SLAM (CDw150) is a cellular receptor for measles virus

  title={SLAM (CDw150) is a cellular receptor for measles virus},
  author={Hironobu Tatsuo and Nobuyuki Ono and Kotaro Tanaka and Yusuke Yanagi},
Measles virus continues to be a major killer of children, claiming roughly one million lives a year. Measles virus infection causes profound immunosuppression, which makes measles patients susceptible to secondary infections accounting for high morbidity and mortality. The Edmonston strain of measles virus, and vaccine strains derived from it, use as a cellular receptor human CD46 (refs 3, 4), which is expressed on all nucleated cells; however, most clinical isolates of measles virus cannot use… 

Measles virus receptor SLAM (CD150).

This review is concerned with the identification of a new MV receptor and its implication for understanding the pathology and pathogenesis of MV infection.

The cellular receptor for measles virus—elusive no more

  • Y. Yanagi
  • Biology
    Reviews in medical virology
  • 2001
It is shown that human signalling lymphocytic activation molecule (SLAM; also known as CDw150) is a cellular receptor for measles virus, including the Edmonston strain.

CD147/EMMPRIN Acts as a Functional Entry Receptor for Measles Virus on Epithelial Cells

This is the first report among members of the Mononegavirales that CD147 is used as a virus entry receptor via incorporated CypB in the virions, independently of MeV H.

Tumor Cell Marker PVRL4 (Nectin 4) Is an Epithelial Cell Receptor for Measles Virus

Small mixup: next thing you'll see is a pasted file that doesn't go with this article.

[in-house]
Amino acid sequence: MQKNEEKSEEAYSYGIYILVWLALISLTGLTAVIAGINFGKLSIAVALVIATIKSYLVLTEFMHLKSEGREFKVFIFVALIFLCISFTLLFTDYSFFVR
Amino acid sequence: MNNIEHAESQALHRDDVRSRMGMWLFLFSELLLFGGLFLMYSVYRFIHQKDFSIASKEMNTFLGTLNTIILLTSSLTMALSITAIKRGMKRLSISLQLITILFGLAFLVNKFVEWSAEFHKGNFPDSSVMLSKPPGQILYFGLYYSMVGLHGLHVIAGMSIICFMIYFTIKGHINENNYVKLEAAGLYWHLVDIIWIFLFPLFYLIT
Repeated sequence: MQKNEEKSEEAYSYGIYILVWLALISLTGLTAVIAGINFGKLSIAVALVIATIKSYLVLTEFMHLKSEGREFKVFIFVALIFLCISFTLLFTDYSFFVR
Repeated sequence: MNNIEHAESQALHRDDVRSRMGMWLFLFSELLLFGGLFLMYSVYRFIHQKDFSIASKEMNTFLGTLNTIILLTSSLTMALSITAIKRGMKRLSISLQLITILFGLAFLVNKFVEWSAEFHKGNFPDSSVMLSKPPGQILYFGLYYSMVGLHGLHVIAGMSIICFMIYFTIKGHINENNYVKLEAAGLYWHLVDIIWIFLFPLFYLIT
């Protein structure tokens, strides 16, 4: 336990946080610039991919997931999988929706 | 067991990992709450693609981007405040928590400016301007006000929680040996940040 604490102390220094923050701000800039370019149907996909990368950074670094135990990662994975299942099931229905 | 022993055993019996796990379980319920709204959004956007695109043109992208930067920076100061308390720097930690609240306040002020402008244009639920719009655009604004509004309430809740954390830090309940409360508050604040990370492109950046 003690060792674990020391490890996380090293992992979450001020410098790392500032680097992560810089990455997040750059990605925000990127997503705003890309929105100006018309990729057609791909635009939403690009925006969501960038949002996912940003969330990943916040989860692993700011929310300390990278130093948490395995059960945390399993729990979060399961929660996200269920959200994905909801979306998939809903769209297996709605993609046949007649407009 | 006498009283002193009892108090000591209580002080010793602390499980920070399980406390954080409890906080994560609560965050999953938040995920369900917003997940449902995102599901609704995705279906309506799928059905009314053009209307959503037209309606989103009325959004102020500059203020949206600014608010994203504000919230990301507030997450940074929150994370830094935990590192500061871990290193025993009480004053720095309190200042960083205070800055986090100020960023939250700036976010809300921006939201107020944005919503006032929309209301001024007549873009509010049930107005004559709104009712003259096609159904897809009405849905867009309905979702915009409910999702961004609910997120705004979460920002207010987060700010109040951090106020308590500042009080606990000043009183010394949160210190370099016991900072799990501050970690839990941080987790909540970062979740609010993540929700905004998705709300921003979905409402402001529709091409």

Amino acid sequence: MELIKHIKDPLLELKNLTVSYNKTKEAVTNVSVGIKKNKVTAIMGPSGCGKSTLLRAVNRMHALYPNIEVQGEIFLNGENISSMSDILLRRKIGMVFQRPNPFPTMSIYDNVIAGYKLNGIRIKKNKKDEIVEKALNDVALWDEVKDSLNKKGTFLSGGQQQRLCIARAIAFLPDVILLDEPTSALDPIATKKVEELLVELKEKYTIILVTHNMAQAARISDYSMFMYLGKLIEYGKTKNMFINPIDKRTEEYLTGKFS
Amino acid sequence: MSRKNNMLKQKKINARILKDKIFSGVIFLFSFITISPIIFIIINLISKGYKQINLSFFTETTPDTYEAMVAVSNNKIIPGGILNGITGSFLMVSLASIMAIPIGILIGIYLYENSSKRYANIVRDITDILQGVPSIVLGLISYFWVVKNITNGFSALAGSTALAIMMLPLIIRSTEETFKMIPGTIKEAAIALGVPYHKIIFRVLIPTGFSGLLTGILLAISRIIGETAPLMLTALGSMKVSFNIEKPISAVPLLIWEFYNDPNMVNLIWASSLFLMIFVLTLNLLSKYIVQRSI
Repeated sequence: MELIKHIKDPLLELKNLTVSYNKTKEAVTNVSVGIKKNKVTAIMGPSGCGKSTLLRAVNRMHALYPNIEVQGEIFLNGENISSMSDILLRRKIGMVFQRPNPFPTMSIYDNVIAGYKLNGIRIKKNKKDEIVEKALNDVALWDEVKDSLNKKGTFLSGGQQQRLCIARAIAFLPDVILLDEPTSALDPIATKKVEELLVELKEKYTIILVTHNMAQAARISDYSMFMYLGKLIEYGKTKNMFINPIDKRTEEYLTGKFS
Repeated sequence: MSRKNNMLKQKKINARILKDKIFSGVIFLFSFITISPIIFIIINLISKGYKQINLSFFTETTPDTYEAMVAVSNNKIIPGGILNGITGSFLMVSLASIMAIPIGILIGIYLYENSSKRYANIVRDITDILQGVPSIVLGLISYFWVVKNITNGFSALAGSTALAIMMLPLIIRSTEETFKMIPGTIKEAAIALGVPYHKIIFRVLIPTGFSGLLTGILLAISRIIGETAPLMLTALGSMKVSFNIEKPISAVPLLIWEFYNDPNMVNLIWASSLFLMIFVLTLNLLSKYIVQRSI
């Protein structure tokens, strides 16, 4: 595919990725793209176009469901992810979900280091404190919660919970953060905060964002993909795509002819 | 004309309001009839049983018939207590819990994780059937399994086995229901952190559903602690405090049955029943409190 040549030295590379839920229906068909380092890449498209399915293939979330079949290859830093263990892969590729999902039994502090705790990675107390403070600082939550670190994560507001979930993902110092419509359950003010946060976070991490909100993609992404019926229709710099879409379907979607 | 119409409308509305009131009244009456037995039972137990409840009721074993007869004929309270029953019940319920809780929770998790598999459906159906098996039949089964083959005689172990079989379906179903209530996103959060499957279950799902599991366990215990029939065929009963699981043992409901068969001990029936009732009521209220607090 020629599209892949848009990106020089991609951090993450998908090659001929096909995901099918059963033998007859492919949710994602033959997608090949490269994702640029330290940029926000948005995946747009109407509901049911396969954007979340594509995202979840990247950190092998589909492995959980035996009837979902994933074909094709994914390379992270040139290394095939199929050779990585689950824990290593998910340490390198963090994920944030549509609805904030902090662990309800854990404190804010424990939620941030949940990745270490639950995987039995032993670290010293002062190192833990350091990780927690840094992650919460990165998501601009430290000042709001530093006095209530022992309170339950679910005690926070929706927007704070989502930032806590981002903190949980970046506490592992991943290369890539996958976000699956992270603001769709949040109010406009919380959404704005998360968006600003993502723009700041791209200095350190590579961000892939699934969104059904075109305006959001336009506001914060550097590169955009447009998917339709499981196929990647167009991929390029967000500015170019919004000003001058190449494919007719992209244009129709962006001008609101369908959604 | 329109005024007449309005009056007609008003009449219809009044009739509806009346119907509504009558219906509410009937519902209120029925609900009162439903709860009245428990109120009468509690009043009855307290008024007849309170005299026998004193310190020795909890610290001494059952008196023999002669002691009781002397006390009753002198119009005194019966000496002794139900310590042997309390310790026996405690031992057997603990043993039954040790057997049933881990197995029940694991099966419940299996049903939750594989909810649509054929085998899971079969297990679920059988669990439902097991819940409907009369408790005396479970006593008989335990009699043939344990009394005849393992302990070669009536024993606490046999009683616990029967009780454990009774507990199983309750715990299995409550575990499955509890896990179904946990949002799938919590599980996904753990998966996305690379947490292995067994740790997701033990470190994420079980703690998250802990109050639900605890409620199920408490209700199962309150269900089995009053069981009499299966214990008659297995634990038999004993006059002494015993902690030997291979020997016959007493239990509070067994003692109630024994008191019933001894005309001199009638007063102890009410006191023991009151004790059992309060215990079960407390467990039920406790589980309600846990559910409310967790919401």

It is demonstrated that wild type measles virus infects primary airway epithelial cells grown in fetal calf serum and many adenocarcinoma cell lines of the lung, breast, and colon and several strains of measles virus were shown to use PVRL4 as a receptor.

CD150 (SLAM) Is a Receptor for Measles Virus but Is Not Involved in Viral Contact-Mediated Proliferation Inhibition

The data indicate that proliferation inhibition induced by MV contact is independent of the presence or absence of the virus-binding receptors SLAM and CD46, and the cell-type-specific expression of SLAM does not correlate with the sensitivity of cells for proliferation inhibition.

Morbilliviruses Use Signaling Lymphocyte Activation Molecules (CD150) as Cellular Receptors

The findings suggest that the use of SLAM as a cellular receptor may be a property common to most, if not all, morbilliviruses and explain the lymphotropism and immunosuppressive nature of morbillIViruses.

[Two different receptors for wild type measles virus].

Nectin4, a cellular adhesion junction molecule, was identified as the epithelial cell receptor for MV and provides a deep insight into measles pathogenesis.

Induction of the measles virus receptor SLAM (CD150) on monocytes.

Anti-SLAM monoclonal antibodies efficiently blocked infection of activated monocytes with a wild-type strain of MV and indicate that SLAM is readily induced and acts as a monocyte receptor for MV.

Measles Virus Infects both Polarized Epithelial and Immune Cells by Using Distinctive Receptor-Binding Sites on Its Hemagglutinin

The results indicate that MV has an intrinsic ability to infect both polarized epithelial and immune cells by using distinctive receptor-binding sites on the attachment protein corresponding to each of their respective receptors.